If you have a garden, create a safe environment for wildlife, head to RSPCA for advice on attracting wildlife, such as making your own bird feeders or planting flowers that attract bees and butterflies. Another way to reduce waste is to up scraps and leftovers to create your own compost at home.
As we have less access to shops, it’s also worth trying your hand at making your own cleaning and beauty products using essential oils and ingredients you’ll find around the home. Follow Trash is for Tossers for handy tutorials and advice on going zero-waste.
4. Bake Beltuinn Bannock In the Hebrides, locals would bake Beltane cakes or bannocks (pictured) made of the grain of the sacred last sheaf from the previous harvest.
Instead of their usual round shape, these bannocks were often made flat with a hole in the centre. To ensure a good supply of milk for the coming year the cow would be milked through the hole in the bannock. The yellow marsh marigolds that bloom around this time give the day its original Gaelic name Latha Buidhe Bealltainn – the yellow day of Beltane. These would be used as decoration and tied to the tails of the cattle and horses to bring good fortune for the coming season.
The Beltane Cake was another key ritual of the celebration and some accounts detail how it was presented at the end of the feast by the master of the gathering. Known as the Beltuinn Bannock, Bonnach Bealltainn or am bonnach brea-tine, modern recipes of the cake include spices such as cinnamon and cardamom. The cake was divided into a number of pieces, and distributed in great form to the company. Some accounts detail how the pieces were put in a bonnet with blindfolded men then picking out their piece. One of the pieces would be daubed with charcoal – the cailleach beal-tine- and the unlucky holder was doomed to be sacrificed to Belenus, a sun god from Celtic mythology.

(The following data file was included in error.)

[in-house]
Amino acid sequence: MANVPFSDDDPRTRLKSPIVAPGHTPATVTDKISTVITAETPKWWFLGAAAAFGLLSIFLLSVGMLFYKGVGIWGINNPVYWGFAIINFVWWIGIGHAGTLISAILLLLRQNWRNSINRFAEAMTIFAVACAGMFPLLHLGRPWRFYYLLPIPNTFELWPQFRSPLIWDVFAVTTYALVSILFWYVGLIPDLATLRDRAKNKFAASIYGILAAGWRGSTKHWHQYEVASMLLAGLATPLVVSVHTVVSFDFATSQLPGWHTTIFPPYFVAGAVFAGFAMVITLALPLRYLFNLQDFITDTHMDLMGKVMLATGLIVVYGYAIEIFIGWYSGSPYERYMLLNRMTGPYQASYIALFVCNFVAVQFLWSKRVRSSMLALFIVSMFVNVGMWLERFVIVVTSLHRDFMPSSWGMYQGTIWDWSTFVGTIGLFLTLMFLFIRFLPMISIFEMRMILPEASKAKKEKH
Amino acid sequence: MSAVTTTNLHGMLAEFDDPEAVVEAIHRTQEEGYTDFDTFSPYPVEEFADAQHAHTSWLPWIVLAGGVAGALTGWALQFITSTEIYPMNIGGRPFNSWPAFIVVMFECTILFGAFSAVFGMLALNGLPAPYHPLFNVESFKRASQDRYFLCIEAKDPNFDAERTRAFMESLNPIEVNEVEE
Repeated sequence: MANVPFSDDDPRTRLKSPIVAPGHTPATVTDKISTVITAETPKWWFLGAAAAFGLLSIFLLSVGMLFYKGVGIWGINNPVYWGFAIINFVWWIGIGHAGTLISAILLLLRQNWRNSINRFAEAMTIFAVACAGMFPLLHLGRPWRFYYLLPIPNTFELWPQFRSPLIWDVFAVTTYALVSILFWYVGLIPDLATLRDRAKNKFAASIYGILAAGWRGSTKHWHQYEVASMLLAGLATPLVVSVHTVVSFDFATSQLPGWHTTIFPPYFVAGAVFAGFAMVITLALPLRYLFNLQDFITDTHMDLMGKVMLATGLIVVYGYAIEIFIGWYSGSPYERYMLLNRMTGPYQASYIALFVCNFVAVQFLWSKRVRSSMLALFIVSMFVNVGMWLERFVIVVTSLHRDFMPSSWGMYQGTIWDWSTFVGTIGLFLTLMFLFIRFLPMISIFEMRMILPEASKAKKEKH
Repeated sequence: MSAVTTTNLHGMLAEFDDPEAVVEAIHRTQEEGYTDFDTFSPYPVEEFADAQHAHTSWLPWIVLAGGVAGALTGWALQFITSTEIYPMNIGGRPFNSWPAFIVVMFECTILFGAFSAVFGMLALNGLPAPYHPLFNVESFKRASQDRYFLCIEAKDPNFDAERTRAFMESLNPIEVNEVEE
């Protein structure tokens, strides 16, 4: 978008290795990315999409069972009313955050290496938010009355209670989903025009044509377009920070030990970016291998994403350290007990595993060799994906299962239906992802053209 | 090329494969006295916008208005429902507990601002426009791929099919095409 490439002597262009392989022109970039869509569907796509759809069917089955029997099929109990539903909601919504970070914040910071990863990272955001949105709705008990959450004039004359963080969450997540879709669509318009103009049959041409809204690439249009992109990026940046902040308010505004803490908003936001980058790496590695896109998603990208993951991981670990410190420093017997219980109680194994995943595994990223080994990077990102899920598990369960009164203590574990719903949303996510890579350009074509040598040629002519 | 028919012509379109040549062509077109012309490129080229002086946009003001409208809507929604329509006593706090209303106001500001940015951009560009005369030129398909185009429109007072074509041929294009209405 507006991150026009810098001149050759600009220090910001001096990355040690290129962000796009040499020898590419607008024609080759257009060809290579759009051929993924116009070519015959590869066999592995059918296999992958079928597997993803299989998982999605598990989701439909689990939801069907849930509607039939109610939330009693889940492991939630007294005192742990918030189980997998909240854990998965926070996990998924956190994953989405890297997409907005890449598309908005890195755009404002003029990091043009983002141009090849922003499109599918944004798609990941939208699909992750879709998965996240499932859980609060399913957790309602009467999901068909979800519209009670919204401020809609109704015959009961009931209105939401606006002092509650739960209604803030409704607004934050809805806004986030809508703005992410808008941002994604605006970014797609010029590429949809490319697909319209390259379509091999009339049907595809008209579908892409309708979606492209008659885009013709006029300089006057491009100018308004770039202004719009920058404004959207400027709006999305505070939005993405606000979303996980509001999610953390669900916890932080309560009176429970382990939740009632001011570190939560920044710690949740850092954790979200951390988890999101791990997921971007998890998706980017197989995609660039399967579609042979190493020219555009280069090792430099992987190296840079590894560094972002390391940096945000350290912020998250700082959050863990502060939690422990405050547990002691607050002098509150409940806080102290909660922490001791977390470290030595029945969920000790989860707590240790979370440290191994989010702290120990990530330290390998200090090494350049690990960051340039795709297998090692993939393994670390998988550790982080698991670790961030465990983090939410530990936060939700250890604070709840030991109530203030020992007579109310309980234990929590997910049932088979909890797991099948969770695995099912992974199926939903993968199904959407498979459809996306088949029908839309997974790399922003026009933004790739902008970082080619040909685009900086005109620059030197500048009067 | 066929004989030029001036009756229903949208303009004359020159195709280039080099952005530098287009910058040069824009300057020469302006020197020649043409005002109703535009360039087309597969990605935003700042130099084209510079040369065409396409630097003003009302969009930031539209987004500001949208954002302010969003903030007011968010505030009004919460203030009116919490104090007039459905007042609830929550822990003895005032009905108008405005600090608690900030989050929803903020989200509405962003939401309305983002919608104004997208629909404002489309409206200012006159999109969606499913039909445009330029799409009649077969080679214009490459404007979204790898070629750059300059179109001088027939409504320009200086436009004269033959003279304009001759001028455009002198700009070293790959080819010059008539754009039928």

The large cake was baked with eggs (vegans can substitute with chia seeds or banana) and scalloped round the edge. Get the recipe at Caileach’s Herbarium.
5. Dust away the cobwebs It’s a cliché but our homes can really benefit from a good spring clean. During this time, we are spending a significant amount more in our homes and allergies can flare up with dust lying around from the previous season.
Buddhist monks begin their day by cleaning every corner of their living space in order to ‘clear the cobwebs from the mind’. Not only is cleaning an unusual form of mindfulness, it is also a great way to get the body moving. Your mental health can also benefit from refreshing your surroundings. To commemorate the height of Spring, bring fresh flowers and more greenery into home. Bring new life to your houseplants by re-potting and feeding them fertiliser, taking time to reconnect with nature.
6. Celebrate virtually In place of this year’s cancelled Beltane Fire Festival (pictured) due to COVID-19, stream the Beltane Online Fire Festival (BOnFire) at home. The BFS is a charity that organises the spring Beltane Fire Festival and autumn Samhuinn Fire Festival in Edinburgh every year. This year’s Beltane Fire Festival, which has an estimated audience of 8,000, was cancelled on 17 March due to the pandemic – only the second time the festival has been cancelled in 32 years. The pandemic has also caused May Day celebrations in the UK to be rescheduled to the following Friday 8 May 2020 to celebrate the 75th anniversary of VE Day (Victory in Europe Day). However, a number of organisations are holding virtual May Day celebrations over the first weekend in May (Friday 1 to Sunday 3 May 2020). Aberdeen will be holding Virtual May Day, for instance, which will bring together more than 15 local businesses to provide 12 hours of live music, cocktail tutorials and food and drink deliveries.
As with all Celtic festivals, the day would often end with a massive feast. Connect with others over video call by making your own potluck and eating dinner at the same time. Beltane also falls during Ramadan, a time of reflection where fasting helps Muslims with their spiritual devotion as well as in developing a feeling of kinship with other Muslims feasting at sunset.
Feasting has always been a key tradition in many religions as a way to connect with your spirituality as well as the community by showing gratitude and sharing with others. Reach out to those around you, offering any excess food or to pick up shopping for those that are self-isolating, ensuring everyone has plenty.